Academic journal article Policy Review


Academic journal article Policy Review


Article excerpt

Remedies for The Russian Press

SIR, -- Herman J. Obermayer's piece on "Russia's Dysfunctional Media Culture" (August/September 2000) was a welcome attempt at describing a situation so bizarre that it almost defies understanding by Westerners. Thus I can understand why he turned to characterization and generalization to get his points across. Lamentably, those techniques may leave the reader with some mistaken or erroneous impressions that these characterizations apply universally. They do nor. He paints a picture that is generally correct, but not always specifically correct.

But more importantly, I am writing in dismay over some of his closing recommendations. One is for the discontinuance of U.S. assistance for the emergence of press freedom in Russia. He justifies such by criticizing the work of USAID contractors such as the National Press Institute. To me, however, this seems like the old shooting-the-messenger fallacy. Contractors are hired to do the bidding of the contracting agent: USAID. And it is that agency that has spent tens of millions of U.S. taxpayer dollars in pursuit of press freedom in Russia -- without a viable strategic plan for accomplishing that goal. The result has been a discordant array of programs that, while successful in their own right, have failed to put a real dent in the problem. The remedy should not be to discontinue aid, but to use it according to a realistic plan aimed at enabling press freedom to emerge. I remember that in 1998, for instance, the National Press Institute proposed a newspaper recovery plan in the wake of Russia's financial cris is. It was a very good and comprehensive plan. But USAID simply chose to fund a few isolated components of the plan, thus nullifying its potential impact.

Mr. Obermeyer's other recommendation is that providing interventions for mid-career Russian media professionals is counterproductive. He implies that too many years of Marxist indoctrination have made them virtually unsalvageable. Instead, he proposes, "Bringing all of Russia's college journalism teachers to America for a few weeks." First, I hope everyone realizes how preposterous it is to think that a problem as complex and enigmatic as the one that is the focus of Mr. Obermayer's article could be solved in two weeks. Furthermore, there is a disconnect in his thinking: If the mid-career media managers are so damaged as a result of their prior Marxist background, how will journalism teachers be any different? His assertion that there is an insufficient level of retail commerce to support independent newspapers is also incorrect.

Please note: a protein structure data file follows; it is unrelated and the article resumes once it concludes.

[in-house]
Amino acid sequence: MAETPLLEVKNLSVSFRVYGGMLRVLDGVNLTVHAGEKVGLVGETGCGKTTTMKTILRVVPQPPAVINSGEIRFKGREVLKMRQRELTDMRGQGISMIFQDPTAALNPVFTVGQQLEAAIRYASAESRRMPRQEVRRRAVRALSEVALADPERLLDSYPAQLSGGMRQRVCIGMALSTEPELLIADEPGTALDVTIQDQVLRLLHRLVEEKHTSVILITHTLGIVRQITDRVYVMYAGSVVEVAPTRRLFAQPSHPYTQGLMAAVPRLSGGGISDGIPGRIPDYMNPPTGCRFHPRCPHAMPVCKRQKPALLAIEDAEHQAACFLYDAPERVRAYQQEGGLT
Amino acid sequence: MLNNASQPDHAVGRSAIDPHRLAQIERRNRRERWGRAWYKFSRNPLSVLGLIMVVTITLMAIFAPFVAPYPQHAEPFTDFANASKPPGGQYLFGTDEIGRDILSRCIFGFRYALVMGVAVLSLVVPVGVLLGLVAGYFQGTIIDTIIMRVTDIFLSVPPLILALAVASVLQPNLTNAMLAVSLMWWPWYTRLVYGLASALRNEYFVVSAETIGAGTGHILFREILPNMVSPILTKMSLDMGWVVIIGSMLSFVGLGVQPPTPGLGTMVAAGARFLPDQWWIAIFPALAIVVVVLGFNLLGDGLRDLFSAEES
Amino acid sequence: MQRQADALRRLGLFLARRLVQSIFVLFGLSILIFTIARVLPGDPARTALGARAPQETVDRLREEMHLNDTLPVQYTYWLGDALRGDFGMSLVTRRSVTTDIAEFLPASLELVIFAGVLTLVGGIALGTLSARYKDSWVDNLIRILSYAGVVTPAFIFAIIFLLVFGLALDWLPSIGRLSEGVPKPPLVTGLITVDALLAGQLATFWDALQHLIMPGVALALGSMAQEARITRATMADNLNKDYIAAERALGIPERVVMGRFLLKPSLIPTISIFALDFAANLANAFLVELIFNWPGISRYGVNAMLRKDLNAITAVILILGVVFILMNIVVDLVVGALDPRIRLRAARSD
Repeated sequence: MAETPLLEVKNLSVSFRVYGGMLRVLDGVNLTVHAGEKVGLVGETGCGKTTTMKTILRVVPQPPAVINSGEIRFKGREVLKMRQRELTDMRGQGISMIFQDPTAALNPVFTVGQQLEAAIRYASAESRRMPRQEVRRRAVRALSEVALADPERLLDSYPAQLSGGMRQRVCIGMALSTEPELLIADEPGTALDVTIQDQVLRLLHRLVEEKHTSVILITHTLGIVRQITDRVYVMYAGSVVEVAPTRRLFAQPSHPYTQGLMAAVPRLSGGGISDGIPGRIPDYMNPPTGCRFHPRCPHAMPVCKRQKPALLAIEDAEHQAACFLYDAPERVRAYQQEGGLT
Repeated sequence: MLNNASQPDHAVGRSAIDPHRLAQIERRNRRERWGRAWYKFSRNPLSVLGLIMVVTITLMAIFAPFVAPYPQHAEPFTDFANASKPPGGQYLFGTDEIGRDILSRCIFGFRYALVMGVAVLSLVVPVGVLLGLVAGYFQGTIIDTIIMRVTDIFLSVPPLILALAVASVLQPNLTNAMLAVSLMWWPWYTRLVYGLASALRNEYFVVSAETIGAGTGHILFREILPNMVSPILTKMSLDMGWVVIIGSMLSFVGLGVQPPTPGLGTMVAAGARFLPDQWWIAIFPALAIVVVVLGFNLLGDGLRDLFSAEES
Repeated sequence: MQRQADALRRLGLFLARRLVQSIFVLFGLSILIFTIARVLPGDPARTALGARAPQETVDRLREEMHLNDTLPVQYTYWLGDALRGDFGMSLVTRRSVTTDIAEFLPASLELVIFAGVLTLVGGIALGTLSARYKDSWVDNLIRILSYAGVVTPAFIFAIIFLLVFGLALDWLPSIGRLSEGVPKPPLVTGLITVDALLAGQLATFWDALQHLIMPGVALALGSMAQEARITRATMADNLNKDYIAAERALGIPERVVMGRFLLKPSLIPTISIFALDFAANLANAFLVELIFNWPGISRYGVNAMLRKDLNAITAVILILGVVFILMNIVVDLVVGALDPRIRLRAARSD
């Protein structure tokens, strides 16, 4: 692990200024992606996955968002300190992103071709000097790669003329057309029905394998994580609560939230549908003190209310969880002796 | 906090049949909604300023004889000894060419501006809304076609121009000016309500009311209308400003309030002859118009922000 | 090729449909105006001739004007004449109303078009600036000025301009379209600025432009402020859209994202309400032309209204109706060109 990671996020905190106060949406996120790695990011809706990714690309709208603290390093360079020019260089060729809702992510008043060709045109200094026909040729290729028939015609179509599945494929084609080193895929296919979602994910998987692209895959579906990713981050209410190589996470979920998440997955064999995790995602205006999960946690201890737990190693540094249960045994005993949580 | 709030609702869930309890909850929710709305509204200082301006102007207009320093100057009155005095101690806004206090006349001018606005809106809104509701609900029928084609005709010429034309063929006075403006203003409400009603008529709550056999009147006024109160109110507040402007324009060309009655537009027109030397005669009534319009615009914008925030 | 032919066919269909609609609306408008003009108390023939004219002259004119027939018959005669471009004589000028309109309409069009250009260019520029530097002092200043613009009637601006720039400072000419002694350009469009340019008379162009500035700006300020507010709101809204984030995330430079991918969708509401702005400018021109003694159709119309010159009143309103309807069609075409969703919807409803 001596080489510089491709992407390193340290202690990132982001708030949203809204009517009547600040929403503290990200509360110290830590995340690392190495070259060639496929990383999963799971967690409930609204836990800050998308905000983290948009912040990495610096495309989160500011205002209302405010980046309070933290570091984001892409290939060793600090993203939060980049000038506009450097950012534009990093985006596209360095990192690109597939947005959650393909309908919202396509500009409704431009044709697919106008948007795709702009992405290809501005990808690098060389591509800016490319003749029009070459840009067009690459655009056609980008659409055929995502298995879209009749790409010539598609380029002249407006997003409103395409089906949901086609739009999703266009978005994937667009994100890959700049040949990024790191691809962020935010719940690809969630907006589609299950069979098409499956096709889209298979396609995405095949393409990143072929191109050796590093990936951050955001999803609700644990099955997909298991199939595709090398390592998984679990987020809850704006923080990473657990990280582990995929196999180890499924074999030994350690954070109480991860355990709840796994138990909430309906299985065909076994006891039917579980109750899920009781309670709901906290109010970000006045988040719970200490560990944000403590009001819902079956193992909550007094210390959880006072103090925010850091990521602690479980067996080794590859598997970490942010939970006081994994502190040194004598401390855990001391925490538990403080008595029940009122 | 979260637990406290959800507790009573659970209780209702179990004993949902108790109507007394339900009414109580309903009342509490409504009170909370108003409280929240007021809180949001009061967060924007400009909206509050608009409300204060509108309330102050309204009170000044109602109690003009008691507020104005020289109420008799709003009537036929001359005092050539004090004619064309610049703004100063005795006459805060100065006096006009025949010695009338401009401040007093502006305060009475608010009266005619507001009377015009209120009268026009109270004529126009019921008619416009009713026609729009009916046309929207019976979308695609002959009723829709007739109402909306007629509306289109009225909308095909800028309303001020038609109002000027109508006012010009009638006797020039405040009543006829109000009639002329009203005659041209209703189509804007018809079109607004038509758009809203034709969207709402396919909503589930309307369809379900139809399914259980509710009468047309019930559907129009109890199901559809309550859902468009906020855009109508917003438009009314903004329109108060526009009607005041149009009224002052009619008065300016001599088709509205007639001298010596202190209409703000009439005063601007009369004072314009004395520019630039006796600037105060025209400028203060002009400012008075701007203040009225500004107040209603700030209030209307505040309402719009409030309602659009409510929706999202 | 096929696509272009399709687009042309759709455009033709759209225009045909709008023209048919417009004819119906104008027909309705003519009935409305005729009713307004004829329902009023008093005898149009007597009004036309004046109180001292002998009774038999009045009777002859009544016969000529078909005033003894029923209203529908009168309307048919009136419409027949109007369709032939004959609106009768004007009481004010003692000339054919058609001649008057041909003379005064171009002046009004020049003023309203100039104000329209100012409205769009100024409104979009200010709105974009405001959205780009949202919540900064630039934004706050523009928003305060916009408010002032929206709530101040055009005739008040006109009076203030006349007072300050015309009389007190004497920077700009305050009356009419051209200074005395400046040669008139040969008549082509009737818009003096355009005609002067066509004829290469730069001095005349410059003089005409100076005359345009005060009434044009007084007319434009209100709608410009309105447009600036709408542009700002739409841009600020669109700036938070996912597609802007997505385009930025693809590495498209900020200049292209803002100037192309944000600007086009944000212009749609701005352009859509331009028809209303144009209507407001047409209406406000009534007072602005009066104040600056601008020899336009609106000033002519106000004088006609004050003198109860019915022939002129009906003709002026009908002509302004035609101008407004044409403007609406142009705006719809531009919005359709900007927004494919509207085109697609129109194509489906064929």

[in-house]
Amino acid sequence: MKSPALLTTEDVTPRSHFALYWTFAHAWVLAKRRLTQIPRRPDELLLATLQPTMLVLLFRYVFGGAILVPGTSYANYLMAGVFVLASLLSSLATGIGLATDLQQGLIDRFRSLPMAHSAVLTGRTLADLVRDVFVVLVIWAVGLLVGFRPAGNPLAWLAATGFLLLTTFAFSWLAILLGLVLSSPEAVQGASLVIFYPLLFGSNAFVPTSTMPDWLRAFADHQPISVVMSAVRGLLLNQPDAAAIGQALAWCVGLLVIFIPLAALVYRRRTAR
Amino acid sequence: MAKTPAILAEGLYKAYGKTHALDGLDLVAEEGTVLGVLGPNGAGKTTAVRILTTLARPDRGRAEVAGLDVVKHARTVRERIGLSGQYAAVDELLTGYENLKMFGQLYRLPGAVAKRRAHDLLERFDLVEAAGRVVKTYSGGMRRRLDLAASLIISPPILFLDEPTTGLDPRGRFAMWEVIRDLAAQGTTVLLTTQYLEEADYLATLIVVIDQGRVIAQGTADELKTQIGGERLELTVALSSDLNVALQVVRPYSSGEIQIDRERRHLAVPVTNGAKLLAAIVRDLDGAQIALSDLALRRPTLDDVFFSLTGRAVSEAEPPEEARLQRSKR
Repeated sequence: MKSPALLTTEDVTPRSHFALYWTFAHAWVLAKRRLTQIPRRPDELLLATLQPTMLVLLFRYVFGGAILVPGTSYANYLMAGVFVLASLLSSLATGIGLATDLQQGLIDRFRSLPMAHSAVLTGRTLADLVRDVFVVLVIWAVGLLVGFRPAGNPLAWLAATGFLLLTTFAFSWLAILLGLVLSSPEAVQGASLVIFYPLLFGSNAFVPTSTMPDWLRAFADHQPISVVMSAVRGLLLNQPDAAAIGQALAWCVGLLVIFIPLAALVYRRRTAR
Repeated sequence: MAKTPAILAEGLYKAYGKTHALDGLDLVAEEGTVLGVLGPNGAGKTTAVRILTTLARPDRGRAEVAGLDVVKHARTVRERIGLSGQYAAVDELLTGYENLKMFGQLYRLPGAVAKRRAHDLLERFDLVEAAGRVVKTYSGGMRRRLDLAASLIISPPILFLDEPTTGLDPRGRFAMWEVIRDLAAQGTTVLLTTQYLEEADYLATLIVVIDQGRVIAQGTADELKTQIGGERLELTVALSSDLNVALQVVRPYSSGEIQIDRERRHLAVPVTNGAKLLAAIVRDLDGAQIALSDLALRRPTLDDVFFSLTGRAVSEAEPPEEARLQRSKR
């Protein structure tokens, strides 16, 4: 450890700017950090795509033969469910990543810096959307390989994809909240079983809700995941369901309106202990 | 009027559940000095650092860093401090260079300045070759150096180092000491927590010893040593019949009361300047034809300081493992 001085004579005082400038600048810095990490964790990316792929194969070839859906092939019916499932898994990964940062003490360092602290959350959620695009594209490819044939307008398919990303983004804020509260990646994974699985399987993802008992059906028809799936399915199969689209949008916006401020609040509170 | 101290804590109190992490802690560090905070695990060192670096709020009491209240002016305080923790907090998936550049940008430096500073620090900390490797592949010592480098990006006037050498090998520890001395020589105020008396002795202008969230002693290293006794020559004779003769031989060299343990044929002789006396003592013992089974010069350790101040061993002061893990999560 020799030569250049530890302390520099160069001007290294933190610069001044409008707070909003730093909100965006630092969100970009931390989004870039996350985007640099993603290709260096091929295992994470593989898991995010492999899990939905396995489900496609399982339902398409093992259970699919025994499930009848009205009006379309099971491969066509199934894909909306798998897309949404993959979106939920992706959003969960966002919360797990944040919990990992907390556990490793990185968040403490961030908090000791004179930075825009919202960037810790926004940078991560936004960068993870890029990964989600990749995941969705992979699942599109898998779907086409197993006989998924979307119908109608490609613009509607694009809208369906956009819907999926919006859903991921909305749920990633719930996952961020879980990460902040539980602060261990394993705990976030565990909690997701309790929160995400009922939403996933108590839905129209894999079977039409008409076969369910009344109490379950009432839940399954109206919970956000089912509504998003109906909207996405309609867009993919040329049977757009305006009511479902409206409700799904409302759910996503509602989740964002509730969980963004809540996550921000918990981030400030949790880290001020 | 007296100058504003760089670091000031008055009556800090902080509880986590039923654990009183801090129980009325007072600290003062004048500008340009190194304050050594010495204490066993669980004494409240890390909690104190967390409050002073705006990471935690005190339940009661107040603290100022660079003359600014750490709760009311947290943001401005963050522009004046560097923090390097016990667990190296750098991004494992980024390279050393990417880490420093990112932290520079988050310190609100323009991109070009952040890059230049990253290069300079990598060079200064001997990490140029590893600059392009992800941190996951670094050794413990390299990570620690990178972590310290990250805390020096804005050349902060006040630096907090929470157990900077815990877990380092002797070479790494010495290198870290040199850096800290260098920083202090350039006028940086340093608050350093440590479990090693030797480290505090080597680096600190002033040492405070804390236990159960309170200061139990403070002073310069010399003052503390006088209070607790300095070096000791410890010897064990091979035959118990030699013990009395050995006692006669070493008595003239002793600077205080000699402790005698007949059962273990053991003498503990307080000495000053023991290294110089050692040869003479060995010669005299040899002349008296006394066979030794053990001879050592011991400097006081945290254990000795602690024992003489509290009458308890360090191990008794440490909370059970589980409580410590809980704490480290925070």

What then is the solution? Indeed, what really is the problem that must be solved? It is that Russia maintains an assortment of laws and policies that actually preclude real press freedom from existing. Mr. Obermayer is correct that greater advertising revenues are needed by newspapers if they are to become independent and self-supporting. Yet there are currently laws that work against that. They limit how much companies can spend on advertising, and limit how much advertising a newspaper can carry. Advertising revenue possibilities are further diminished by the presence of state enterprises and monopolies (private or public) operating in the economy. They have the effect of minimizing commercial competition. And after all, advertising is only needed when there is competition in the sale of products and services. But that situation flows not from the state of the Russian economy, but from the policy and legal parameters that are involved.

As a result, newspapers can not receive enough money from advertising and circulation for operating profitable businesses. Indeed, based on their actual newspaper operations, practically every newspaper in the country exists in a virtual state of bankruptcy.

The revenue shortfall is made up in two ways. The first is by publishing for clients, paid public relations stories masquerading as news. …

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